Submission to the AEMC on Retailer Price Variations in Market Retail Contracts

CPSA's submission to the Australian Energy Markets Commission (AEMC) on the draft ruling on retailer price variations in market retail contracts.

Download: pdfSubmission to the Australian Energy Market Commission (AEMC) on the Draft Ruling on Retailer Price Variations in Market Retail Contracts225.19 KB

CPSA strongly supports the request made by the Consumer Action Law Centre (CALC) and Consumer Utilities Advocacy Centre (CUAC) that retailers be prohibited from changing energy prices over the course of energy contracts. Contrary to what has been put forward by retailers and the Commission, CPSA deems that a retailer’s ability to vary prices in market retail contracts reduces the pressure on retailers to act competitively and manage future risks as they can pass these risks on to consumers. CPSA supports the Public Interest Advocacy Centre’s argument that price variation clauses make market retail contracts less efficient. Retailers are in a substantially better position to be able to manage and bear the risks associated with increases to energy supply costs than customers, even if disclosure requirements are improved.

For this reason, CPSA is concerned that the Commission’s draft decision does not prohibit retailers from being able to vary the tariffs and charges payable by a consumer for the duration of a fixed term or fixed period contract. Customers sign up to contracts with the (false) understanding that they are signing up for a fixed price as well as a fixed period. For this reason CPSA welcomes the Commission’s decision that retailers be specifically required to disclose whether prices can increase during a fixed period and when the customer will be notified of any price variation. However, CPSA firmly believes that fixed period contracts should mean fixed prices, as is the case with other fixed period contracts outside of the energy space. Without such a requirement customers lose out, being required to hold up their end of the contract, potentially facing exit fees, while companies are able to vary the price. At the very least, a change in price within a contract period should result in customers being able to leave for a better deal without penalty. A change in price within a contract period should negate any requirement to pay an exit fee for switching retailers. Exit fees create a barrier which prevent people, particularly low income people who cannot afford any additional expenses, from being able to shop around.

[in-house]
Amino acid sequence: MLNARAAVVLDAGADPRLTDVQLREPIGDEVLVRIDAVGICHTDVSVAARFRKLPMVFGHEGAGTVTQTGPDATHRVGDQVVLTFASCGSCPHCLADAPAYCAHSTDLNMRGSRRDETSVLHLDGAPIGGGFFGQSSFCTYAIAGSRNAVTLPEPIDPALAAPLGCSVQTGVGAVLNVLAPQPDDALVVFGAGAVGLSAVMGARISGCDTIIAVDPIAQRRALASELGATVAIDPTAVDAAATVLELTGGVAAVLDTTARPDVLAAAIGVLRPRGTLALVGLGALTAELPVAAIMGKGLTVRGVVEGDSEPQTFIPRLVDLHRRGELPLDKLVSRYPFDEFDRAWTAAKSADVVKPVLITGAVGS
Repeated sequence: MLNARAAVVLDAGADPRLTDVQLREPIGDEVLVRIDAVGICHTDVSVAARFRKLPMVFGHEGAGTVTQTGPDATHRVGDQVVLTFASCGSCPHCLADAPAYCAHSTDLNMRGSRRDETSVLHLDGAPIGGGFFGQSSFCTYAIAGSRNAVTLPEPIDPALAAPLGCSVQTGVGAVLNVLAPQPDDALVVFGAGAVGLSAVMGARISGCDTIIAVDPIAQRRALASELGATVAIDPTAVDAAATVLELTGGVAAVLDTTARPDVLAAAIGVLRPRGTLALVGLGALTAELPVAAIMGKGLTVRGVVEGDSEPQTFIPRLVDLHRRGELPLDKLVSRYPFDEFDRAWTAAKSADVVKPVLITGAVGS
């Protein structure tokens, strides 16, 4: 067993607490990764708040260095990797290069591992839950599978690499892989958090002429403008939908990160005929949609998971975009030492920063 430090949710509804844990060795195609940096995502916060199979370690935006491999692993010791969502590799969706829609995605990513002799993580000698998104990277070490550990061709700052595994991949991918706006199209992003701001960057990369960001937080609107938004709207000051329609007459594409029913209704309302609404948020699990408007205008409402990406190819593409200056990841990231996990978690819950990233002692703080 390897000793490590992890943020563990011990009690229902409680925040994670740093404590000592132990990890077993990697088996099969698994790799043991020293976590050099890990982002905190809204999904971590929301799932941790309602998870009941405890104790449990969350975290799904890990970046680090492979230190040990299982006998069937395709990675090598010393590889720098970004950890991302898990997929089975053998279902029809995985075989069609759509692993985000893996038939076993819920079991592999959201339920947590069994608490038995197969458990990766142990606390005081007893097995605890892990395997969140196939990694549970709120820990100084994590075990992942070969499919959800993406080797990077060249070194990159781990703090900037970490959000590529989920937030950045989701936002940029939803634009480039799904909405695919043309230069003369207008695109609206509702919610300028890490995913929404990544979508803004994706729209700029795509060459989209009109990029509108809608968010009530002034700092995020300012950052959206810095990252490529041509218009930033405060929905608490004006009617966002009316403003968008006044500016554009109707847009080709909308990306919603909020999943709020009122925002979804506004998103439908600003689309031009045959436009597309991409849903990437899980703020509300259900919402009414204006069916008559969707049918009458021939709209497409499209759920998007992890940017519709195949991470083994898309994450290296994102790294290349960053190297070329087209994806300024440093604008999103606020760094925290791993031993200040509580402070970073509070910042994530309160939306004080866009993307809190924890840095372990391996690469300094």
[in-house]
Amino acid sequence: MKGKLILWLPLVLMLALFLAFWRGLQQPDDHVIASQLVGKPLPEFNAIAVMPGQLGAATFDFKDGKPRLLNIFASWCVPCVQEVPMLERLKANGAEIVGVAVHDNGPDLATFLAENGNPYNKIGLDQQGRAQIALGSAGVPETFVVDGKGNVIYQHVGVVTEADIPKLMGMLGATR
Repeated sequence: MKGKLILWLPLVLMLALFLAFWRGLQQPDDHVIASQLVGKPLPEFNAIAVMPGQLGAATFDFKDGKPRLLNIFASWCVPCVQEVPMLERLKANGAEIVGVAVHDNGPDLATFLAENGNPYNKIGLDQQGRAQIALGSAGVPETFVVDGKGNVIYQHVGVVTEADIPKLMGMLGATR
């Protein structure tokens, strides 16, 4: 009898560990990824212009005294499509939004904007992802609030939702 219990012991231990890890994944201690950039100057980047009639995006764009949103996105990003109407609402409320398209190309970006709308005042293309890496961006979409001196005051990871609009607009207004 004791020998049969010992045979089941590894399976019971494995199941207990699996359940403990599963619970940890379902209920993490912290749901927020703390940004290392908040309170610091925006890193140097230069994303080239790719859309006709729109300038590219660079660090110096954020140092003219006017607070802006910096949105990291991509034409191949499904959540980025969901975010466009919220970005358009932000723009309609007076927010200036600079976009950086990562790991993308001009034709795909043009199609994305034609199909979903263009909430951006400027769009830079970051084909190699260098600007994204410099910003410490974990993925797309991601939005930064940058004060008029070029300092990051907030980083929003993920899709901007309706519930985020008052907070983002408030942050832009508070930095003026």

It is grossly unfair, and in many cases misleading, that market retail contract prices presently do not have a restriction on the number or size of price variations and that retailers are only required to notify customers of the variation as soon as is ‘practicable’ and no later than the next bill. Whilst CPSA welcomes the draft rule determination to ensure that retailers must specifically disclose if price changes can occur and also when the customer will be notified of any variation, there must be a requirement built into this that customers must be told about the change before it comes into effect and be able to exit the contract without penalty.

It is important to note that not everyone is able to shop around. While a lack of transparency by retailers and a lack of standardisation in the way price information is presented (so that quick comparisons can be made) is incredibly important, solving these issues will not result in everyone being able to navigate the market effectively, if at all. Adequate protections must be in place to protect such customers. People who lack functional literacy and numeracy, people with a cognitive impairment,  people who are not proficient in English and those who are not Internet users are not adequately catered for in the current energy market. Requirements must be made that all crucial information be in plain English (and other community languages) and be prominent (not hidden in fine print). CPSA is also concerned about the level of information (and in instances misinformation) given to people over the phone and by door to door marketers.